Crowds, workers prepare for Endeavour's arrival at California Science Center
Endeavour is continuing to make its way up Crenshaw Boulevard after it was temporarily stalled at 73rd Street as workers trimmed branches so the shuttle could navigate around a tree and utility pole.
The shuttle was supposed to reach Martin Luther King Jr. Boulevard for a 2 p.m. performance orchestrated by Debbie Allen. Just before 4 p.m., it crept past 63rd Street, about two miles away.
The shuttle is headed to its new home at the California Science Center in Exposition Park.
Meanwhile, Metro workers in neon orange-and-yellow vests clustered on the Expo/USC platform of the Expo Line light rail line about 2:45 p.m., several hours before Endeavour was expected to roll up to the nearby California Science Center.
"You guys here to help?" asked Mike Martinez, who works for Metro operations, looking up at several workers from his clipboard. They nodded.
"Basically, your job is crowd control," Martinez said, as the walkie-talkie clipped to his belt began to squawk. "As we get closer, people are going to pay less and less attention to the lights. We gotta keep them safe."
Officials expect the station, which borders Exposition Park and USC, will see between 25,000 and 30,000 riders Saturday. In preparation, they've stationed eight extra Metro workers at each of three stations: Vermont, Exposition and Western. They'll move people on and off the trains as quickly as possible.
Michael Cole stood at the crosswalk, directing a steady stream of traffic toward the Rose Garden and into the Science Center, where the gift shop was selling stuffed plush shuttle toys and lime-green "I Heart My Space Shuttle" T-shirts.
Cole has worked for Metro for more than 20 years, and said the ridership -- three times the normal daily amount -- compares to the crowds before USC football games at the Coliseum. But they expect the shuttle crowd to be more docile.
"I'd rather have five shuttles than one football game," Cole said. "No angry losers here."
People were also gathering at the California Science Center on Saturday afternoon, armed with snacks, folding chairs, DVDs and -- of course -- toy space shuttles.
Four-year-old Jeremiah Arauz was excited.
"This is a big deal for him," said Rachel Velasquez, Jeremiah's mother, who drove with her son and mother to the center from their home in Fontana at 11:30 a.m.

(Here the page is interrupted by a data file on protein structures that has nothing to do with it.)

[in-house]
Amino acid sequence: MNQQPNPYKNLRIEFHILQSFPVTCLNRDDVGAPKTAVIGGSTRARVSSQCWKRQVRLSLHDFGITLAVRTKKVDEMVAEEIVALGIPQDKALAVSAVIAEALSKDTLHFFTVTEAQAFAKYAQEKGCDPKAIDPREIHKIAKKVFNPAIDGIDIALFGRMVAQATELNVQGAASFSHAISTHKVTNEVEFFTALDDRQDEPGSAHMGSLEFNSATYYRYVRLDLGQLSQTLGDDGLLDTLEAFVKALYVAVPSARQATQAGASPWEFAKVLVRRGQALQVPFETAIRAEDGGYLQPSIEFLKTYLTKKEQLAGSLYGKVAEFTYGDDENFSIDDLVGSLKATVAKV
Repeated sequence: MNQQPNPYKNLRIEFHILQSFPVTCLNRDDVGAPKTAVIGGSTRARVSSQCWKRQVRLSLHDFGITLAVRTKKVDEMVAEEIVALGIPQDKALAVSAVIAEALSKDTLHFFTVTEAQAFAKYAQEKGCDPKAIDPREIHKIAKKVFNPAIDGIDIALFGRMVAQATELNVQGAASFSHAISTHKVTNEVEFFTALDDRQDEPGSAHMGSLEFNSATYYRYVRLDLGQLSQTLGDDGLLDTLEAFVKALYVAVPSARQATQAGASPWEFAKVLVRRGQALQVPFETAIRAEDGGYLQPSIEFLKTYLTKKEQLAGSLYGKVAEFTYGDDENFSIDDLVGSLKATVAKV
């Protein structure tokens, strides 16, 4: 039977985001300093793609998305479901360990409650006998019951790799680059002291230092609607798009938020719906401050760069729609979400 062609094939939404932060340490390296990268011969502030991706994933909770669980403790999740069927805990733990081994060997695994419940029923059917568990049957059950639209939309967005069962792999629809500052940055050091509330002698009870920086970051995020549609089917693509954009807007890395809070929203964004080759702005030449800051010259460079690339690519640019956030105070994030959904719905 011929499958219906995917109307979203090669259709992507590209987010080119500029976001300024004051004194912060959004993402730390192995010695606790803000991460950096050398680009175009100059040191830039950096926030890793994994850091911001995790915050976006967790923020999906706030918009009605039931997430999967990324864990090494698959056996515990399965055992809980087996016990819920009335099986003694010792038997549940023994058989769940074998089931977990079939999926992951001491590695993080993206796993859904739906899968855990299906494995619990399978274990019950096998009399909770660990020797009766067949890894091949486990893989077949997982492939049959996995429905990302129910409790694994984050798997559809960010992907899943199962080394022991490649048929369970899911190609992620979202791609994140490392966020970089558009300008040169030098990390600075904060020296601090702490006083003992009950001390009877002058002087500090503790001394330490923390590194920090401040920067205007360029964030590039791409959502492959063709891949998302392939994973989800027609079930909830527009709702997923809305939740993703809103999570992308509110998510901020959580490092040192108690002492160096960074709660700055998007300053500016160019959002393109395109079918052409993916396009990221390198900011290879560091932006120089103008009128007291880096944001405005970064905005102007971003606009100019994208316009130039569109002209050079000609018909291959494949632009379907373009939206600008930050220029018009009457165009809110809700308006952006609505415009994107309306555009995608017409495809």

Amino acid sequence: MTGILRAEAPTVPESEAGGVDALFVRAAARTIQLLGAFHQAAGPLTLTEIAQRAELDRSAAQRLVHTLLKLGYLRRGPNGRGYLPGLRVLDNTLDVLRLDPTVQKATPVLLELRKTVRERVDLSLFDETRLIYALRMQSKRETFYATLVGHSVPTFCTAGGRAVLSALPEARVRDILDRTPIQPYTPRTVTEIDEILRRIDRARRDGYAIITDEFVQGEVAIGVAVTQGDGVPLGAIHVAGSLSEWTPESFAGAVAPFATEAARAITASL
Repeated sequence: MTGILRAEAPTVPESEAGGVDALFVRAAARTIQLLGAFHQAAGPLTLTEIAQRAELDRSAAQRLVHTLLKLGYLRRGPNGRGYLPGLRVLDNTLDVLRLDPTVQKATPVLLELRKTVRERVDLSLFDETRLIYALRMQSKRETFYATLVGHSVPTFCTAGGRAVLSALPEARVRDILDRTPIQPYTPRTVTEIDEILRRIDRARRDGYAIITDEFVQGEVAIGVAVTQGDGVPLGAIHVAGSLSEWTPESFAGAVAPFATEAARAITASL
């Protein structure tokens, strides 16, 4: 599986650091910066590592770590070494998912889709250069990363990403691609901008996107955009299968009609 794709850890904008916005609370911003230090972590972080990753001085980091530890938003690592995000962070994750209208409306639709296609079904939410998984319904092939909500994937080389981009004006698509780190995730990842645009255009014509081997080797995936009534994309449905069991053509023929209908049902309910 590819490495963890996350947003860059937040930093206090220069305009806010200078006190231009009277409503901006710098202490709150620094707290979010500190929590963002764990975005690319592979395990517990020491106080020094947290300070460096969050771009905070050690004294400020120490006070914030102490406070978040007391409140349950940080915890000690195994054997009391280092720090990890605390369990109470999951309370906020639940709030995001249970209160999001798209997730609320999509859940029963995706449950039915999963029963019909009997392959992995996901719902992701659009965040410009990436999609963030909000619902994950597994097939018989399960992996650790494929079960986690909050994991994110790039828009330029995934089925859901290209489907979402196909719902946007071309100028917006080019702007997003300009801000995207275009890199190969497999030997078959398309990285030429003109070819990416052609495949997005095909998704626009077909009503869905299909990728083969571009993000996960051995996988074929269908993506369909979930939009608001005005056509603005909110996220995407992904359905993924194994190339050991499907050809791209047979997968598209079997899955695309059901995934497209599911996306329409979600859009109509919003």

The trio was among the first to arrive at the Science Center, which is the final stop on the space shuttle's two-day, 12-mile trek across Los Angeles.
Science Center volunteers have been telling early arrivals not to expect the shuttle until sometime between 6:30 and 9 p.m. Still, many spectators chose to set up camp and wait it out.
"I didn't want to get here too late and hit the crowds," Velasquez said, adding that she'll probably spend the afternoon watching Jeremiah's “Thomas the Tank Engine” movies and watching him play with his toy space ships.
"It's worth the wait," she said. "When else do you get to see a space shuttle driving through your city?"
In the meantime, Jeremiah is content to reenact the sight of the Endeavour's arrival with his space ship figurines.
"It came flying in over the sky and was on top of the plane," Jeremiah said, holding his extended hands atop one another - thumb and pinkie extended like aircraft wings - in demonstration.
"It was a plane just like that one," he shouted as an airliner flew overhead.
Robert Gonzales arrived with his folding chair at 11 a.m. "I know the traffic madness that can happen, so I'm out here early," he said. "This is history in the making, it's like reliving my childhood."
The Science Center has laid heavy planks across the front lawn leading to the pavilion where the shuttle will conclude its trip. While small crowds have begun to camp out near the lawn, at 5:30 p.m. all spectators will be corralled into two parking lots that have been outfitted with portable lights, port-a-potties and trash cans.
The shuttle will approach the center along Martin Luther King Jr. Blvd. before turning left onto Bill Robertson Road, which will lead it past the parking lots.
"I've had people calling me all day asking me to save them a spot," Gonzales said. "But once I'm in that lot, I don't know you. It's all about making sure I can guarantee my view."
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